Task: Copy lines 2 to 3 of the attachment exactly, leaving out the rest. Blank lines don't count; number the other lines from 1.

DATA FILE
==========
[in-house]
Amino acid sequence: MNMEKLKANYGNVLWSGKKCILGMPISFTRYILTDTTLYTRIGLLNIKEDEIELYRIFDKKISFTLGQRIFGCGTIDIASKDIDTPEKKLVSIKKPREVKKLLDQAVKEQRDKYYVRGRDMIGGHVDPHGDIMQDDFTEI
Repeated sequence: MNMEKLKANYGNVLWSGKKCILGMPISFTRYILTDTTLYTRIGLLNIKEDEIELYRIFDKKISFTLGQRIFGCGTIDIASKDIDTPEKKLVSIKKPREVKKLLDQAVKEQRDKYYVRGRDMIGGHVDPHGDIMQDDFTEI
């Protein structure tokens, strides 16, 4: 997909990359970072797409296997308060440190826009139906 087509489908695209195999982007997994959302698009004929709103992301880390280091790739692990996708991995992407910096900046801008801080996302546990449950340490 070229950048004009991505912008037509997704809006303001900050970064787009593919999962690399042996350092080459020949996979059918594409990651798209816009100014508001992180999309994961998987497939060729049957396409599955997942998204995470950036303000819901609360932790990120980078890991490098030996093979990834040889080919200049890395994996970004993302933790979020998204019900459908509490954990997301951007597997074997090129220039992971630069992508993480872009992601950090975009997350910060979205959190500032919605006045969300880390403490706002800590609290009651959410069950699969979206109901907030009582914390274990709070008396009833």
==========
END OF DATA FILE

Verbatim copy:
Amino acid sequence: MNMEKLKANYGNVLWSGKKCILGMPISFTRYILTDTTLYTRIGLLNIKEDEIELYRIFDKKISFTLGQRIFGCGTIDIASKDIDTPEKKLVSIKKPREVKKLLDQAVKEQRDKYYVRGRDMIGGHVDPHGDIMQDDFTEI
Repeated sequence: MNMEKLKANYGNVLWSGKKCILGMPISFTRYILTDTTLYTRIGLLNIKEDEIELYRIFDKKISFTLGQRIFGCGTIDIASKDIDTPEKKLVSIKKPREVKKLLDQAVKEQRDKYYVRGRDMIGGHVDPHGDIMQDDFTEI